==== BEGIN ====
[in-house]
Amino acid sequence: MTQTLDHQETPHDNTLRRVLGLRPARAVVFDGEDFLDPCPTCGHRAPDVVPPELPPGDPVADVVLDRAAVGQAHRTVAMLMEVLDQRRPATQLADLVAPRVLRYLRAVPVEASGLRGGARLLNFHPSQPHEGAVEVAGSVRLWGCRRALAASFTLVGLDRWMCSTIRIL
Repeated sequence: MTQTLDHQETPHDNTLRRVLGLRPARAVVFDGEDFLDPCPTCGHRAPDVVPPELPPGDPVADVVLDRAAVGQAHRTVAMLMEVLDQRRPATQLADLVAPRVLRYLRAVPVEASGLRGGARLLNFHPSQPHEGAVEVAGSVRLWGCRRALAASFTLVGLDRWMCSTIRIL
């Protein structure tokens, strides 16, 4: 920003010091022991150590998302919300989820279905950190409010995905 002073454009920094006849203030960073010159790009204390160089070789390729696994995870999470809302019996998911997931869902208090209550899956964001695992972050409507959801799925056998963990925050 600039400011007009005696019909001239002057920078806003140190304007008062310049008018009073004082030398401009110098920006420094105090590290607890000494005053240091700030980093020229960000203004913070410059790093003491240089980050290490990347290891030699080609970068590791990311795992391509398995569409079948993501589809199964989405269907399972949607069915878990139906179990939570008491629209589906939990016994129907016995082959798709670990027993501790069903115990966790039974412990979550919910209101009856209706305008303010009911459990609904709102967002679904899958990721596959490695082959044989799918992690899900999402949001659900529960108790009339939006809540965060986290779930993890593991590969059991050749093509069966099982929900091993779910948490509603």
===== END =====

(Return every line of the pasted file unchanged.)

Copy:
[in-house]
Amino acid sequence: MTQTLDHQETPHDNTLRRVLGLRPARAVVFDGEDFLDPCPTCGHRAPDVVPPELPPGDPVADVVLDRAAVGQAHRTVAMLMEVLDQRRPATQLADLVAPRVLRYLRAVPVEASGLRGGARLLNFHPSQPHEGAVEVAGSVRLWGCRRALAASFTLVGLDRWMCSTIRIL
Repeated sequence: MTQTLDHQETPHDNTLRRVLGLRPARAVVFDGEDFLDPCPTCGHRAPDVVPPELPPGDPVADVVLDRAAVGQAHRTVAMLMEVLDQRRPATQLADLVAPRVLRYLRAVPVEASGLRGGARLLNFHPSQPHEGAVEVAGSVRLWGCRRALAASFTLVGLDRWMCSTIRIL
């Protein structure tokens, strides 16, 4: 920003010091022991150590998302919300989820279905950190409010995905 002073454009920094006849203030960073010159790009204390160089070789390729696994995870999470809302019996998911997931869902208090209550899956964001695992972050409507959801799925056998963990925050 600039400011007009005696019909001239002057920078806003140190304007008062310049008018009073004082030398401009110098920006420094105090590290607890000494005053240091700030980093020229960000203004913070410059790093003491240089980050290490990347290891030699080609970068590791990311795992391509398995569409079948993501589809199964989405269907399972949607069915878990139906179990939570008491629209589906939990016994129907016995082959798709670990027993501790069903115990966790039974412990979550919910209101009856209706305008303010009911459990609904709102967002679904899958990721596959490695082959044989799918992690899900999402949001659900529960108790009339939006809540965060986290779930993890593991590969059991050749093509069966099982929900091993779910948490509603």